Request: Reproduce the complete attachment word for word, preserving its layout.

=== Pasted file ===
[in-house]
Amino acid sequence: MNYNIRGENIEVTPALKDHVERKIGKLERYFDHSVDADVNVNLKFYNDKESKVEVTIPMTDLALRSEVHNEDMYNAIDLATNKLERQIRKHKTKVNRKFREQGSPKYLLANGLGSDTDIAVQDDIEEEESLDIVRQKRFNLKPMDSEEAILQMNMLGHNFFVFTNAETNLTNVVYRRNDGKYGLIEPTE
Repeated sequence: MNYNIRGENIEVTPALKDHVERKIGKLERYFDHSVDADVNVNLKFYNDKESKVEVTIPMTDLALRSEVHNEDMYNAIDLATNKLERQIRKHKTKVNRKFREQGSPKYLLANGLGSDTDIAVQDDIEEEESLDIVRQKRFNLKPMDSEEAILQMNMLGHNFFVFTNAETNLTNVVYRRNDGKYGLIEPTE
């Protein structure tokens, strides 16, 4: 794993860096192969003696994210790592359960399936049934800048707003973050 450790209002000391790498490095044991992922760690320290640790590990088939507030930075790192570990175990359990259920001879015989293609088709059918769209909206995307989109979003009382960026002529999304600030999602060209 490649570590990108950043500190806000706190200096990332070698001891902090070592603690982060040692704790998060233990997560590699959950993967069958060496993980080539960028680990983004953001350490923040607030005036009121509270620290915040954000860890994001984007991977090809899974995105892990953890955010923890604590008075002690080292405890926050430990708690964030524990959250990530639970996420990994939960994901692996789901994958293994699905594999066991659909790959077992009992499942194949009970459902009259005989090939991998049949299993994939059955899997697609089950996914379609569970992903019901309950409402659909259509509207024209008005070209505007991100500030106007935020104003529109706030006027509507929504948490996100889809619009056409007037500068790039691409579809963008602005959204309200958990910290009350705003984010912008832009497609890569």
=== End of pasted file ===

[in-house]
Amino acid sequence: MNYNIRGENIEVTPALKDHVERKIGKLERYFDHSVDADVNVNLKFYNDKESKVEVTIPMTDLALRSEVHNEDMYNAIDLATNKLERQIRKHKTKVNRKFREQGSPKYLLANGLGSDTDIAVQDDIEEEESLDIVRQKRFNLKPMDSEEAILQMNMLGHNFFVFTNAETNLTNVVYRRNDGKYGLIEPTE
Repeated sequence: MNYNIRGENIEVTPALKDHVERKIGKLERYFDHSVDADVNVNLKFYNDKESKVEVTIPMTDLALRSEVHNEDMYNAIDLATNKLERQIRKHKTKVNRKFREQGSPKYLLANGLGSDTDIAVQDDIEEEESLDIVRQKRFNLKPMDSEEAILQMNMLGHNFFVFTNAETNLTNVVYRRNDGKYGLIEPTE
């Protein structure tokens, strides 16, 4: 794993860096192969003696994210790592359960399936049934800048707003973050 450790209002000391790498490095044991992922760690320290640790590990088939507030930075790192570990175990359990259920001879015989293609088709059918769209909206995307989109979003009382960026002529999304600030999602060209 490649570590990108950043500190806000706190200096990332070698001891902090070592603690982060040692704790998060233990997560590699959950993967069958060496993980080539960028680990983004953001350490923040607030005036009121509270620290915040954000860890994001984007991977090809899974995105892990953890955010923890604590008075002690080292405890926050430990708690964030524990959250990530639970996420990994939960994901692996789901994958293994699905594999066991659909790959077992009992499942194949009970459902009259005989090939991998049949299993994939059955899997697609089950996914379609569970992903019901309950409402659909259509509207024209008005070209505007991100500030106007935020104003529109706030006027509507929504948490996100889809619009056409007037500068790039691409579809963008602005959204309200958990910290009350705003984010912008832009497609890569």